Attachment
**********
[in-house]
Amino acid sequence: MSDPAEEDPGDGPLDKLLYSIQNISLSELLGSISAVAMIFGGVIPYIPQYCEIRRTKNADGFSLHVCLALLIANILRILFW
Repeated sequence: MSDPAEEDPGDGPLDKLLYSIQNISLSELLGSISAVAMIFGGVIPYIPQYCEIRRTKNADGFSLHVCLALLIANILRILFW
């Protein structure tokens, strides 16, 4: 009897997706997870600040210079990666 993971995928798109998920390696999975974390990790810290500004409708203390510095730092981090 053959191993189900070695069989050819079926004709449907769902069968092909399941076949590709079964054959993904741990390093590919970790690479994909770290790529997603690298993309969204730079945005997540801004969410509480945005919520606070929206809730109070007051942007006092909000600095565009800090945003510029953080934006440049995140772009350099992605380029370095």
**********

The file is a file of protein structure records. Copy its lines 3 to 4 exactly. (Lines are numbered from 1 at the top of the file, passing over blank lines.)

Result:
Repeated sequence: MSDPAEEDPGDGPLDKLLYSIQNISLSELLGSISAVAMIFGGVIPYIPQYCEIRRTKNADGFSLHVCLALLIANILRILFW
């Protein structure tokens, strides 16, 4: 009897997706997870600040210079990666 993971995928798109998920390696999975974390990790810290500004409708203390510095730092981090 053959191993189900070695069989050819079926004709449907769902069968092909399941076949590709079964054959993904741990390093590919970790690479994909770290790529997603690298993309969204730079945005997540801004969410509480945005919520606070929206809730109070007051942007006092909000600095565009800090945003510029953080934006440049995140772009350099992605380029370095």